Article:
Archive for May, 2013
It’s been a long time since I’ve roasted a Cornish Hen. There area few reasons for this: other meat, even boneless breast-and-rib meat, tends to be a bit cheaper by weight, pan-searing and smoking are quicker than roasting, and boneless meat is a lot more convenient for cutting up bite-sized and adding to a pasta dish or stir fry.
Mostly though, I got bored. When I roast Cornish Hens (or any other bird except duck) I do the same three things over and over again. Roasted plain with mustard powder and salt. Roasted with Guinness (okay, I’ll never get sick of this, but I buy beer maybe 6-7 times a year, so it’s not gonna happen often). Roasted with lemon, garlic, and honey. There’s nothing wrong with any of this, but none of it really jumps out anymore and if there is anything I hate in the kitchen it’s feeling like I’m just making the same darn thing every week.
But I like roast chicken. It was just time to do it a bit differently. Good thing I had a copy of A Bird in the Oven hanging around. It’s one of those cookbooks I’ve had for a couple of years but inexplicably only ever use to make side dishes. This time I went looked at the chicken itself, ooh-ing at a few recipes and bookmarking others for possible dinner party use. I finally picked a recipe: roast chicken with saffron, ginger, and golden raisins.
Then, as usual, I changed pretty much everything.
Ingredients (serves 2)
1 Cornish Hen
2 T butter at room temperature
6 dried apricots
1 T whole mustard
1 t mustard powder
1/4 t white pepper
1/2 t smoked paprika
1 t kosher salt
3/4 cup white wine
Preheat the oven to 400°F. Cut the spine out of the hen and cut through the breastbone, cutting it in half. Dry the hen well (better yet, dry cure it for a day or two in the fridge). Chop the apricots into about 1/4″ dice.
Combine the butter, diced apricots, and whole mustard in a small dish.
Squish together with a spoon until well combined.
Add the paprika and stir again.
Using your fingers and/or the back of a spoon, spread the butter mixture underneath the skin of your hen. This will feel gross. Persevere. Place the hens cut-side-down in a cast iron skillet or other oven safe dish and sprinkle the skins with the salt, mustard powder, and white pepper.
Roast 15 minutes at 400°F. Pop the skillet on the stove, reduce the heat to 350°F, and pour the wine over the chicken.
Return to the oven to roast another 25-30 minutes at 350°F. If you like crispy skin (and who doesn’t?) crank it up to broil for about two minutes at the end.
Let it rest just a couple of minutes to soak up a bit more of that wine before serving. Serve with spinach couscous and a plate of olives.
The apricot-mustard combination is definitely going to come out to play in future recipes. These are two of my favorite things but I never would have thought that combining them would work so well.
I think I was overexposed to certain things as a child. Things like ponies and precious little heart-shaped objects and anything pink.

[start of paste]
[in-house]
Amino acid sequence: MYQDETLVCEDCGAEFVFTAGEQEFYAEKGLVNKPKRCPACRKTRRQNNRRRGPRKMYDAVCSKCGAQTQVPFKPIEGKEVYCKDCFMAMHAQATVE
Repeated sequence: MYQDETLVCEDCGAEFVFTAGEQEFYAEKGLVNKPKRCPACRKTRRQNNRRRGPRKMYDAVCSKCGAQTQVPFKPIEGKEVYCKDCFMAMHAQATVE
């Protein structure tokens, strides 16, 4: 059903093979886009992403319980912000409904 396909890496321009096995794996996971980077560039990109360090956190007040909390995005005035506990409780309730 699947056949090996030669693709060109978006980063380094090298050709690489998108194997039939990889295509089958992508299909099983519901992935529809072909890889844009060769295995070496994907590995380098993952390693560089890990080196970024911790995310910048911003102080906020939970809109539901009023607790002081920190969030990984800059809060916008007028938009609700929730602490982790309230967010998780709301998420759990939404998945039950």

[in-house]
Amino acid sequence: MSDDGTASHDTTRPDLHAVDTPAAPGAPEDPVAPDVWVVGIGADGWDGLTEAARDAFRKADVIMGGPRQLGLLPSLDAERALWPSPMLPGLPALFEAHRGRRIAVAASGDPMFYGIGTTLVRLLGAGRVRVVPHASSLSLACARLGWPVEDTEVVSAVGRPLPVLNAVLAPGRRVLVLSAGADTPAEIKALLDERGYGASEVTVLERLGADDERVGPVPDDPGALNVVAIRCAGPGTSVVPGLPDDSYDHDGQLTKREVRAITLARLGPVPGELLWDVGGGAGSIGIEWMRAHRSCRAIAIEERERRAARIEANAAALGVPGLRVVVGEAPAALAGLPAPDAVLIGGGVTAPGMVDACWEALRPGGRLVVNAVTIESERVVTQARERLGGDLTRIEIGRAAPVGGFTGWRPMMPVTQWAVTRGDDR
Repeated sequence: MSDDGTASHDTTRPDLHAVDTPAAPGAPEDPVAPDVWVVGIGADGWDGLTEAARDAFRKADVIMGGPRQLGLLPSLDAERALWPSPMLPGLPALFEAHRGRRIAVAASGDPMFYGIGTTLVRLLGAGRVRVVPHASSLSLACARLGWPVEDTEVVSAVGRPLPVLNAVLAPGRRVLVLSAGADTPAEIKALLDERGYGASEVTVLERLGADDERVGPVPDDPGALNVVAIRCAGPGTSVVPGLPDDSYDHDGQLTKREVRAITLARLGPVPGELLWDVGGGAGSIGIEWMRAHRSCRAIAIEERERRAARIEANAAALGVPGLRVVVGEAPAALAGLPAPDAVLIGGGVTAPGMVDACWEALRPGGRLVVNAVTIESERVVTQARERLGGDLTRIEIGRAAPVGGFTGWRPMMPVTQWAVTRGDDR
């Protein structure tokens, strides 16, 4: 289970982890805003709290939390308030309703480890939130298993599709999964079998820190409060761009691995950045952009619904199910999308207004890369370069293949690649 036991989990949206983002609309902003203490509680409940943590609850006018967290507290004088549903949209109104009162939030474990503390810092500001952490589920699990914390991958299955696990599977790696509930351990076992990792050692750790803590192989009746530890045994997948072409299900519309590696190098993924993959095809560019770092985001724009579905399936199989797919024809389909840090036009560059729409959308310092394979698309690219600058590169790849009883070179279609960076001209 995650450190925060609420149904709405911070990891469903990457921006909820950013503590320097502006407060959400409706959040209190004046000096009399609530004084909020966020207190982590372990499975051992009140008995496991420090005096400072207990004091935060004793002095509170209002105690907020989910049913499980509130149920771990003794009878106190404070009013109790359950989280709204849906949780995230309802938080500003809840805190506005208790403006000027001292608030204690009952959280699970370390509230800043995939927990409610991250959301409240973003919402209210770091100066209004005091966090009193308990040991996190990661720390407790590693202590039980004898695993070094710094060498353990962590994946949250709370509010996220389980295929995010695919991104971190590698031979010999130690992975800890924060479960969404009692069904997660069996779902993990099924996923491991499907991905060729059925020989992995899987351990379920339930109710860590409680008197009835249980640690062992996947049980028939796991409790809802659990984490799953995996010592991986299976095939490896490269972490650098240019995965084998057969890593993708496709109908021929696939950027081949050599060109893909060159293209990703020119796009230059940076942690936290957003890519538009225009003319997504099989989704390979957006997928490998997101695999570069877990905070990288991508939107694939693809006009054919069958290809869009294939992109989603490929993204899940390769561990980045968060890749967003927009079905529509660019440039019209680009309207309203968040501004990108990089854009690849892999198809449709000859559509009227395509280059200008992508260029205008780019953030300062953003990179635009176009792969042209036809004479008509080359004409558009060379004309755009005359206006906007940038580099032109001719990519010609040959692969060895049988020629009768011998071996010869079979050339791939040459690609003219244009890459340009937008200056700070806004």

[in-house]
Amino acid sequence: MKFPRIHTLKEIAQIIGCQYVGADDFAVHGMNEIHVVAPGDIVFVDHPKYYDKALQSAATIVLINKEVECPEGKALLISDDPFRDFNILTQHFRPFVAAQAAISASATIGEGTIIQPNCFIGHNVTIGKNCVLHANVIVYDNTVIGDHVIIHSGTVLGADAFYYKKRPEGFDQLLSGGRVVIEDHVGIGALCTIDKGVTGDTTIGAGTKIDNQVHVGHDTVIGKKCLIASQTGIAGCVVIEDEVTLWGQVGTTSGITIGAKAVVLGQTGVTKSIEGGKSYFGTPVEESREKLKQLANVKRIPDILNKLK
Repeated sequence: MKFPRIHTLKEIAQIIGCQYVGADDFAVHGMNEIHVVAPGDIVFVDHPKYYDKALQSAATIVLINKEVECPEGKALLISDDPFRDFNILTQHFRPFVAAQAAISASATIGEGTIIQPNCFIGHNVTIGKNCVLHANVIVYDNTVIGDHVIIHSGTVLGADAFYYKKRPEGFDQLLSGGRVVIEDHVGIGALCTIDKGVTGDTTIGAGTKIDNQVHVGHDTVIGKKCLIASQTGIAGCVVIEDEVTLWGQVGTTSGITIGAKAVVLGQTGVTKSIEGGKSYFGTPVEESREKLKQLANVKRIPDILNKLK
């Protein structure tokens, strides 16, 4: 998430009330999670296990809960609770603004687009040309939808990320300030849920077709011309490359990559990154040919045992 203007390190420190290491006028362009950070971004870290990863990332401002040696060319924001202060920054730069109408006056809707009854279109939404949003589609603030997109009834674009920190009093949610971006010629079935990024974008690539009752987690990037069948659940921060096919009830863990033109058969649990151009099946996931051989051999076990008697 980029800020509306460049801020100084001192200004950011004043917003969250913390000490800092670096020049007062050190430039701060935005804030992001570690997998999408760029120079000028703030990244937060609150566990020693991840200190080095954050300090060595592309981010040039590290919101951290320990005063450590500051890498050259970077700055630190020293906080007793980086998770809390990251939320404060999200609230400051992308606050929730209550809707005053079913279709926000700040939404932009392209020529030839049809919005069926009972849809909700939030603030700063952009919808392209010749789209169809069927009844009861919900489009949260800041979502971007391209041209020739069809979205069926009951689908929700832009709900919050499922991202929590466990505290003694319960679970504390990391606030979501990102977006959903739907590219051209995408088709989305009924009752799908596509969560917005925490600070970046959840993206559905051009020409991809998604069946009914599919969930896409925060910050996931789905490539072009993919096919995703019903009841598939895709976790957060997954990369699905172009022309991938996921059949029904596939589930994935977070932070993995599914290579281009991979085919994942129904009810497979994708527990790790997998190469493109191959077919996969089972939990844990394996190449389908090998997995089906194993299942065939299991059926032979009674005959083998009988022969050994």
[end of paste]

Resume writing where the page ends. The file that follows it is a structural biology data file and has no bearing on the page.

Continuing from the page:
I hate pink. Pink is for little girls and Valentine’s Day cards and Pepto Bismol commercials. It is very rarely allowed to invade my home.
Obviously there’s an exception clause for food. Raspberry tarts and curds, salmon poached in red wine, and anything made with beets can’t help but be pink. If the flavor is assertive enough, I’ll forgive my dinner for looking a bit girlish and twee.
This definitely makes the cut.
Beets and goat cheese really should never be separated. Puree the two together, bake them in a crust, and you’ve got a delightfully filling vegetarian meal. It is also the most brightly colored pot pie you’ve ever seen.
The filling and crust can just as easily be made in a 9″ tart or pie tin. I enjoy the deep dish ramekins, but mostly because they provide an excuse to dig in with a spoon.
For the crust:
1 1/4 cups flour
1 t salt
1/4 t white pepper
1/4 t nutmeg
8 T (1 stick) cold butter
3 T ice water
For the filling:
3 medium beets
4 oz goat cheese
1/4 cup cream
1/4 t white pepper
1/4 t nutmeg
salt, to taste
First, roast the beets. Rub them with a little olive oil, wrap tightly in foil, and bake at 400°F for an hour or so.
While those are roasting, make the crust. Combine flour, salt, pepper, and nutmeg in the bowl of a food processor.
Pulse briefly to combine. Add the butter in chunks.
Pulse in 1-2 second bursts until the dough is the consistency of damp sand. Add the water and run the machine until the dough comes together.
Sprinkle the counter lightly with flour and turn out the dough onto it.
Roll it about 1/8″ thick in a vague rectangle shape (or round if using a pie/tart pan). Butter two 10-oz ramekins (or 4 6-oz ones, or a pie tin).
One could line things neatly. Or, if one is not talented at doing things neatly, just flop the dough into the prepared bakeware, call the draping parts rustic, and have done with it.
Put the ramekins in the refrigerator while you make the filling. The food processor is useful again here, so I’m afraid you’ll have to wash it. Put the roasted beets in the bowl.
This is not pink. It is a delightful deep red.
Add the goat cheese and process until uniform in color.
Now it’s pink. Lament.
Add cream, egg, salt, pepper, and nutmeg.
Give it another whirl to combine.
Pour the filling into the crust and bake at 350°F for 45 minutes.
Serve with green beans sautéed with dried cranberries. Just trust me. It’s a weird combination but oh so good.
This is just as good as a hot dinner or a cold meal the next day. The filling is very soft. If you feel it would be improved by a bit of crunch, throw a handful of chopped walnuts on top or fold them into the filling before baking.